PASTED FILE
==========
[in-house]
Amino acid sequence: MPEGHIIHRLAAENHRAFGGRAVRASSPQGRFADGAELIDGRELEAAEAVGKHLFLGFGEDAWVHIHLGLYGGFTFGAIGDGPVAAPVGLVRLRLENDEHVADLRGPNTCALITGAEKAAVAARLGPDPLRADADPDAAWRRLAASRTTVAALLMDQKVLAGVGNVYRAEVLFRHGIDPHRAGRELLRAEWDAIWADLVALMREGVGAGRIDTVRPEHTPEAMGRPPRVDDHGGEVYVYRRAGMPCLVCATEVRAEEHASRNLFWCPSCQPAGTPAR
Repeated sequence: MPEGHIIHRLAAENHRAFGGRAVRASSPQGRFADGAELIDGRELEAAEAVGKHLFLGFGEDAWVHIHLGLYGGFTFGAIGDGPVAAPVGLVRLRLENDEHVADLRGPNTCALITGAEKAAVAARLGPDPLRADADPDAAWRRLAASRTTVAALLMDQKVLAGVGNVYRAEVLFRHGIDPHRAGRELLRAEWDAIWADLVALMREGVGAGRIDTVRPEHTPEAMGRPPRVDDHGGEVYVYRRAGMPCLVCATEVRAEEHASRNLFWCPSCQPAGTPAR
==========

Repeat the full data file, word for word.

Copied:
[in-house]
Amino acid sequence: MPEGHIIHRLAAENHRAFGGRAVRASSPQGRFADGAELIDGRELEAAEAVGKHLFLGFGEDAWVHIHLGLYGGFTFGAIGDGPVAAPVGLVRLRLENDEHVADLRGPNTCALITGAEKAAVAARLGPDPLRADADPDAAWRRLAASRTTVAALLMDQKVLAGVGNVYRAEVLFRHGIDPHRAGRELLRAEWDAIWADLVALMREGVGAGRIDTVRPEHTPEAMGRPPRVDDHGGEVYVYRRAGMPCLVCATEVRAEEHASRNLFWCPSCQPAGTPAR
Repeated sequence: MPEGHIIHRLAAENHRAFGGRAVRASSPQGRFADGAELIDGRELEAAEAVGKHLFLGFGEDAWVHIHLGLYGGFTFGAIGDGPVAAPVGLVRLRLENDEHVADLRGPNTCALITGAEKAAVAARLGPDPLRADADPDAAWRRLAASRTTVAALLMDQKVLAGVGNVYRAEVLFRHGIDPHRAGRELLRAEWDAIWADLVALMREGVGAGRIDTVRPEHTPEAMGRPPRVDDHGGEVYVYRRAGMPCLVCATEVRAEEHASRNLFWCPSCQPAGTPAR